There is a growing movement for the radical prioritization of rest among Black women. Community healers like The Nap Ministry and Erika Totten remind us of the importance of rest. It’s not a trend, but a birthright—a revolutionary stance in itself. Armed with decades worth of experiences, resources, and tools that lead people to liberation, their work calls in the past, present, and the power of rest. “When you’re resting, it’s restoring your body so that you do have enough capacity to move on towards your vision,” says Totten via her #ToLiveUnchained Sessions on Facebook Live. Or as Tricia Hersey, affectionately known as The Nap Bishop of The Nap Ministry, puts it:“There is never enough rest and leisure for those with a legacy of enslavement. Claim it.”
There has been a growing awareness of the importance of talking about mental health in the sports community in recent years. But Biles’ powerful actions in Tokyo also shine a light on the importance of recognizing the mental health burdens Black women carry. In the Black community, anxiety and depression often go untreated. That means even while working, many of us are suffering in silence and you wouldn’t know it unless you asked—see Osaka’s confession of dealing with depression since 2018 as a prime example. “Taking one’s rest is so vital and revolutionary for Black women because every single day we wake up and proverbially build Rome, often without the proper tools needed or support necessary to solidify a foundation,” says Ru Johnson, cultural strategist at Roux Black. “That takes work. Emotional work, physical work, spiritual work. Black women are working. Every day. At every moment.”
Robertson, the business coach, was recently diagnosed with premenstrual dysphoric disorder—a condition that causes severe anxiety and depression every month. As an entrepreneur, a wife and a mom, she had to make the decision to cut back in her business so that she could prioritize herself. “I still would like to hear more people talk about how protecting your mental health isn't a weakness. Just because you need a break or choose to remove yourself for the betterment of your mental health doesn't mean that you're lacking anything,” she says. “That should be something that is praised and not pitied.”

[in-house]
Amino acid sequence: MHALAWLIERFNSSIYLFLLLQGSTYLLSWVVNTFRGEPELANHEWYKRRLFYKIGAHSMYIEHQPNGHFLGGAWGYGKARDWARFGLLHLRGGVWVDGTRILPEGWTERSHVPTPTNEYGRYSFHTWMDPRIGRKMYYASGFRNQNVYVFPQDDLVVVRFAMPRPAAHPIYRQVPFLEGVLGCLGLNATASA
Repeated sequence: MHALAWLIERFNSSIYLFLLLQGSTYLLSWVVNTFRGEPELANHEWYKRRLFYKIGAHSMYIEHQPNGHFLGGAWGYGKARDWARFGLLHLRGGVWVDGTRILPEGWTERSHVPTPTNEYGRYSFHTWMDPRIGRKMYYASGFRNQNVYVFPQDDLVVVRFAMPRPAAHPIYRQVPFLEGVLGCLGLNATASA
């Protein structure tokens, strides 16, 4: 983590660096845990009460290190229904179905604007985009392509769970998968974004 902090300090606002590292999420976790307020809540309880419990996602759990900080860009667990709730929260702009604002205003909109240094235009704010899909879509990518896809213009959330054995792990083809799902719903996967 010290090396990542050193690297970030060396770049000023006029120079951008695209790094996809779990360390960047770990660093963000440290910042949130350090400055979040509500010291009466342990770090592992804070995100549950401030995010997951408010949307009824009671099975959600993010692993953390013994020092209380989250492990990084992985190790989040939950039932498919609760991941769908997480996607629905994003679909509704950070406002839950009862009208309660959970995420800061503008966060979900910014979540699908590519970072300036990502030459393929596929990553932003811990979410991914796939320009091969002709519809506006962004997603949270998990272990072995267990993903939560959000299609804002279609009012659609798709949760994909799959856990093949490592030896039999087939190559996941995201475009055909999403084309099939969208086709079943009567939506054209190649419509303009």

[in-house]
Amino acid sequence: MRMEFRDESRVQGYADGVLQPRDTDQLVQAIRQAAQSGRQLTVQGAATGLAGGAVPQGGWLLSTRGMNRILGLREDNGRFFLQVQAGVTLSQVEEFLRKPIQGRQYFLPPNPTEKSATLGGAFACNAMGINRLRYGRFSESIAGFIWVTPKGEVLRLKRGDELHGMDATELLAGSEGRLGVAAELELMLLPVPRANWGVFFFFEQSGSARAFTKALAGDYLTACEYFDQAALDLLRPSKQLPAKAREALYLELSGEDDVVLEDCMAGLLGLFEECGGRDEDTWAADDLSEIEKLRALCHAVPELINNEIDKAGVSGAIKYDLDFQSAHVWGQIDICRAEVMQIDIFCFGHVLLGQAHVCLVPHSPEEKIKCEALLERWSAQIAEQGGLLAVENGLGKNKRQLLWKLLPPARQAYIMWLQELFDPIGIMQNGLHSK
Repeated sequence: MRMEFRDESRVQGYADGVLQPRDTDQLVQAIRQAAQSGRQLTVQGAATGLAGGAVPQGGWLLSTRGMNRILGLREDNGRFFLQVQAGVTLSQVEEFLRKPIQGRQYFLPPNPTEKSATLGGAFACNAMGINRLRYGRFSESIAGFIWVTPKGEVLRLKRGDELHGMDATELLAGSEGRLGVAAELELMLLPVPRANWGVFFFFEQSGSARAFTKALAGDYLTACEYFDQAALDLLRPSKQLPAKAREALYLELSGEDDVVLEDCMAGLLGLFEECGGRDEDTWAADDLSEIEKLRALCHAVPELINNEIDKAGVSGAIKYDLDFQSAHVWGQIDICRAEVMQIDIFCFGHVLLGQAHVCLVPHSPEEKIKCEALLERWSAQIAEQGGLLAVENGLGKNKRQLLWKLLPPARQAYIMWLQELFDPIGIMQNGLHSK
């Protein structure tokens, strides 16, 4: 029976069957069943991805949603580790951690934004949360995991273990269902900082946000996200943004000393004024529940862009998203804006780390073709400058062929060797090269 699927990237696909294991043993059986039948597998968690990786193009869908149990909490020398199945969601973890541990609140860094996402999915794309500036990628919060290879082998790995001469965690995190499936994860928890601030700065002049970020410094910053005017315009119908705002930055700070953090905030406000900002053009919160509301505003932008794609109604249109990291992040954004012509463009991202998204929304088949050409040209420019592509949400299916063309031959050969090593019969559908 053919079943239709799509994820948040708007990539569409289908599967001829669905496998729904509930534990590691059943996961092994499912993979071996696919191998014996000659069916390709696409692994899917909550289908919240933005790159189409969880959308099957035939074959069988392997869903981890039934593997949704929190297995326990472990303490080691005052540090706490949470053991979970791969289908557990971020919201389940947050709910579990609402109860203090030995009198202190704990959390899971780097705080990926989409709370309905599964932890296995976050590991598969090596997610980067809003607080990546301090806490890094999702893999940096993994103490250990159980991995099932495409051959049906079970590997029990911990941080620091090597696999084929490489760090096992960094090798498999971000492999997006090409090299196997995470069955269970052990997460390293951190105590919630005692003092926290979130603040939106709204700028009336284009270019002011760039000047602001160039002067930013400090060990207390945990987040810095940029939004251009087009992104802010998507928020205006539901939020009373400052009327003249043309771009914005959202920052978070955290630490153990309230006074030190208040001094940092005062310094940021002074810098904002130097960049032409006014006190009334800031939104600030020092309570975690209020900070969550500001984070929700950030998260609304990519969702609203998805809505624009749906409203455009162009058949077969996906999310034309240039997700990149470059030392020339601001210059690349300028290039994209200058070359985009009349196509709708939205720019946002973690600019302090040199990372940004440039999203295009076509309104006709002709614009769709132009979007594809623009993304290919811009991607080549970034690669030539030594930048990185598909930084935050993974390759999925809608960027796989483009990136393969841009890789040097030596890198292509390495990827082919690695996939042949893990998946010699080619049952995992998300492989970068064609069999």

The current cultural conversation around Black and women rest is also revolutionary because it ties into an even bigger discussion around what we need in order to strengthen our communities. While Black women are resting and being examples of liberation by prioritizing their wellbeing, they’re also ensuring the betterment of our world. “What do we do to hold our women and girls up when the rest of the world won't? How do we make it our responsibility to love and protect each other?” says Evans-Clark. “And not just those of us on Olympic stages, but Black women with and without jobs, the unhoused, Black queer women and femmes. We have some questions to answer within our own homes.”
Stepping away from the expectations of the world may be Biles’ most important legacy. She’s not letting anyone rule her. She is winning. And for the rest of us, Johnson leaves us with this question: “I’d like for folks to ask themselves, What can I do to make life easier for Black women who are carrying so much?”
Melissa Kimble is a Memphis based cultural writer and strategist, writing and building at the intersection of culture, community, and wellness.
This story originally appeared on: Glamour - Author:Condé Nast